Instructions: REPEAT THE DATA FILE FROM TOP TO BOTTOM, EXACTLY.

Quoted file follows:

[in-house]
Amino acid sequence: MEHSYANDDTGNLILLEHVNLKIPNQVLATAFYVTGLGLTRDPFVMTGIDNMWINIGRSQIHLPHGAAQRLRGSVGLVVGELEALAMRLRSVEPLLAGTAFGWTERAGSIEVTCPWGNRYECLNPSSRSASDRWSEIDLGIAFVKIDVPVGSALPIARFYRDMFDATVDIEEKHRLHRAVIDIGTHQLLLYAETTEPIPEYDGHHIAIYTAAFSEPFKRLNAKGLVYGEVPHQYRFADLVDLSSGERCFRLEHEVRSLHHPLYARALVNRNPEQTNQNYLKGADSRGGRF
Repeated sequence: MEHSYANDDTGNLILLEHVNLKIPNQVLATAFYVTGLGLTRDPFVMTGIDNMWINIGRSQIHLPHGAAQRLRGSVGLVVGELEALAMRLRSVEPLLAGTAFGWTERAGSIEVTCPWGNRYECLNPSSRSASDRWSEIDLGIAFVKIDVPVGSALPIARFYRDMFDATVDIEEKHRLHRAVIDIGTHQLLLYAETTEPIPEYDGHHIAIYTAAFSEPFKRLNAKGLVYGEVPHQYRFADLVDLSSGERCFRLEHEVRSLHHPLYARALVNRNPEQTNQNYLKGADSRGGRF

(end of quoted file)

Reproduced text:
[in-house]
Amino acid sequence: MEHSYANDDTGNLILLEHVNLKIPNQVLATAFYVTGLGLTRDPFVMTGIDNMWINIGRSQIHLPHGAAQRLRGSVGLVVGELEALAMRLRSVEPLLAGTAFGWTERAGSIEVTCPWGNRYECLNPSSRSASDRWSEIDLGIAFVKIDVPVGSALPIARFYRDMFDATVDIEEKHRLHRAVIDIGTHQLLLYAETTEPIPEYDGHHIAIYTAAFSEPFKRLNAKGLVYGEVPHQYRFADLVDLSSGERCFRLEHEVRSLHHPLYARALVNRNPEQTNQNYLKGADSRGGRF
Repeated sequence: MEHSYANDDTGNLILLEHVNLKIPNQVLATAFYVTGLGLTRDPFVMTGIDNMWINIGRSQIHLPHGAAQRLRGSVGLVVGELEALAMRLRSVEPLLAGTAFGWTERAGSIEVTCPWGNRYECLNPSSRSASDRWSEIDLGIAFVKIDVPVGSALPIARFYRDMFDATVDIEEKHRLHRAVIDIGTHQLLLYAETTEPIPEYDGHHIAIYTAAFSEPFKRLNAKGLVYGEVPHQYRFADLVDLSSGERCFRLEHEVRSLHHPLYARALVNRNPEQTNQNYLKGADSRGGRF